Page last updated at 07:54 GMT, Thursday, 15 October 2009 08:54 UK

The art of science

By Anna-Marie Lever
Health reporter, BBC News

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Sir Mark Walport, director of the Wellcome Trust, talks about his top three images in the display

They say a picture is worth a thousand words.

But the images that have gone on display at London's Wellcome Collection could equate to several thousand words - and many years work for the scientists who captured them.

The Wellcome Image Awards reveal the stories behind science.

Stunning images of summer plankton, bird of paradise seeds and liver cells show how scientific imaging can help further research while pleasing the eye.

Skin cells from burn
Skin cells from a burn caused by spilling boiling soup

Sir Mark Walport, director of the Wellcome Trust, says: "The exhibition brings science to people and it shows them how beautiful objects actually are.

"For the scientist, it tells of the importance of looking at small things. If you can see the structure, that tells you something about how it works.

"There is an image of a hair follicle and that shows you why it hurts when you pull a hair out - you can see the dense network of fibres around the base of the hair under the skin."

He goes on to say: "One of last year's winners, Venkatraman Ramakrishnan, exhibited an image of the structure of a ribosome (used to read DNA), and just recently he won a Nobel prize for chemistry for determining that structure."

How the scientists did it

A number of scientific techniques have been used to create the pictures. The swirling images of compact bone and rope like small blood vessels of an ox's eye use light microscopy.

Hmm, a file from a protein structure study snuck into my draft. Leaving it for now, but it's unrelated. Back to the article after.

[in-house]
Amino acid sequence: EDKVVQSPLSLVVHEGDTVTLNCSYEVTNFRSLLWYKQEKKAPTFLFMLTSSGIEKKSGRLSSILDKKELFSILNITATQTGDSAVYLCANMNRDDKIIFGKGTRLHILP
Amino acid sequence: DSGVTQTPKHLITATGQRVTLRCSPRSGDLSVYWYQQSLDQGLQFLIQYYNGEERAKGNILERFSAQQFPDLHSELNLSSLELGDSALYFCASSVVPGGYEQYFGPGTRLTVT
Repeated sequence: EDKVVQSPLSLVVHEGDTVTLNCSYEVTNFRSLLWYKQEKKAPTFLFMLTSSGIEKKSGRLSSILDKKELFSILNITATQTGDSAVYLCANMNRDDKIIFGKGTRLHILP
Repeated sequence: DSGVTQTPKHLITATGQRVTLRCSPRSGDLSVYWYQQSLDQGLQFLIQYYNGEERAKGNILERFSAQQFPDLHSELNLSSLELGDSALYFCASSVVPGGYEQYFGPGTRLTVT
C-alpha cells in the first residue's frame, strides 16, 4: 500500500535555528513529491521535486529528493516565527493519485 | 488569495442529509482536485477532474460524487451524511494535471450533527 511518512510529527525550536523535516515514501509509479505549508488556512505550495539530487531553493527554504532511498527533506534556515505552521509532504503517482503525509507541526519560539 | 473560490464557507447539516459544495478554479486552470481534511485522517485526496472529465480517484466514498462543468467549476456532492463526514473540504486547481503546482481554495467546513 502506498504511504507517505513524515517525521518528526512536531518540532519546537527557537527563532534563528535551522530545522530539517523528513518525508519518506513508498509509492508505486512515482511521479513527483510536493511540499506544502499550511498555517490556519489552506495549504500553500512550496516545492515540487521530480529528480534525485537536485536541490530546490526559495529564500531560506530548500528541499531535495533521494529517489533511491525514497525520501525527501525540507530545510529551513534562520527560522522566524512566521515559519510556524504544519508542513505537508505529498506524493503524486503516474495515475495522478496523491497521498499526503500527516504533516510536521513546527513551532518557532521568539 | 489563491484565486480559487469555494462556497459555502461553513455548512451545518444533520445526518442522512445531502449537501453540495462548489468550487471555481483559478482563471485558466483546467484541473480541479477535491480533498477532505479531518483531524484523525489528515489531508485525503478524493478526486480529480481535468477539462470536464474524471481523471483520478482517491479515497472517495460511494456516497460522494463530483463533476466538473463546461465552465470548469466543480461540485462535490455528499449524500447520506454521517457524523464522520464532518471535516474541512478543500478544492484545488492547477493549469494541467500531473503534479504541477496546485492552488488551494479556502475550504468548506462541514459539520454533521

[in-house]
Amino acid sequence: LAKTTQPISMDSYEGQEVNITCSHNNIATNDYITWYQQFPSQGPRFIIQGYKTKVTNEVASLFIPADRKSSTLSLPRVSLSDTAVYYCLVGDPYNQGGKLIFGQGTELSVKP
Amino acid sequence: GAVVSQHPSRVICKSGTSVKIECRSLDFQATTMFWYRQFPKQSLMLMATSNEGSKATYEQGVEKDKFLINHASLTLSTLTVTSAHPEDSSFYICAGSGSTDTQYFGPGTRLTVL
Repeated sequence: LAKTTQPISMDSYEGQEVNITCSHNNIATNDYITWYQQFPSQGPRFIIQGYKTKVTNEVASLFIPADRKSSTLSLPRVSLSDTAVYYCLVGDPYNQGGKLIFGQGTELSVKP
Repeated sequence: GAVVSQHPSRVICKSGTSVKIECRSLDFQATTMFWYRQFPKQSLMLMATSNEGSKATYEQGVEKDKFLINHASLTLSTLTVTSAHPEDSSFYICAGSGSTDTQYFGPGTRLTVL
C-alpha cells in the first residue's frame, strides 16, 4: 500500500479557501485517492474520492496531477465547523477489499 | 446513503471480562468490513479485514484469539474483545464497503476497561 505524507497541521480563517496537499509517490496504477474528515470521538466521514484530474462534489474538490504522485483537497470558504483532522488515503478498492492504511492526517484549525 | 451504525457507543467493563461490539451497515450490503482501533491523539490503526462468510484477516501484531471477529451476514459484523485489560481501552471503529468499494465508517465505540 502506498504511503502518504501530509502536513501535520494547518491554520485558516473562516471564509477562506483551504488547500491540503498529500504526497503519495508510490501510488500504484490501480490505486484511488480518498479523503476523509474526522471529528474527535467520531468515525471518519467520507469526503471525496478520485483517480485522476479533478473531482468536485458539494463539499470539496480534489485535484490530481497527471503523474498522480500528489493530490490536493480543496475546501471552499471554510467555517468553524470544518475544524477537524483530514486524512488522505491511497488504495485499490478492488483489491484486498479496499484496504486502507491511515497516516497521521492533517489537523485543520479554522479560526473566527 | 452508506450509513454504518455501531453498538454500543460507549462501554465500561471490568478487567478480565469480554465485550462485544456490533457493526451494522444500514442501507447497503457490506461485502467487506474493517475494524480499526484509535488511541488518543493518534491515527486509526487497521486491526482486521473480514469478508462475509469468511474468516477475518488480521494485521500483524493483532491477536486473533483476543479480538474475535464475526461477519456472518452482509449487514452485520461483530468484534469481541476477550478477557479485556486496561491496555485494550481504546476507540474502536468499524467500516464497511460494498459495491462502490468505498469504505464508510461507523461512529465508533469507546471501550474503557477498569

This is where light is passed though the object and then through a magnifying lens.

The image of flaking skin and lung cancer cells were made using scanning electron microscopy. Here, minute samples are sprayed with a heavy metal, such as gold or platinum, and hit with an electron beam.

Sculpture created by MRI scans
Science as art - a glass sculpture made from MRI scans

This causes electrons, negatively charged subatomic particles, to be emitted and the pattern forms an image giving much higher magnification power compared to a light microscope.

The 19 pictures on display were judged to be the best new images acquired by the Wellcome Image picture library in the past 18 months.

Another exhibition, The Future Can Wait, at a gallery in east London, shows science as art appears to be an increasing explored subject.

Here, life-size sculptures of the artist, Marilene Oliver, and her family are made from magnetic resonance imaging (MRI) body scans.



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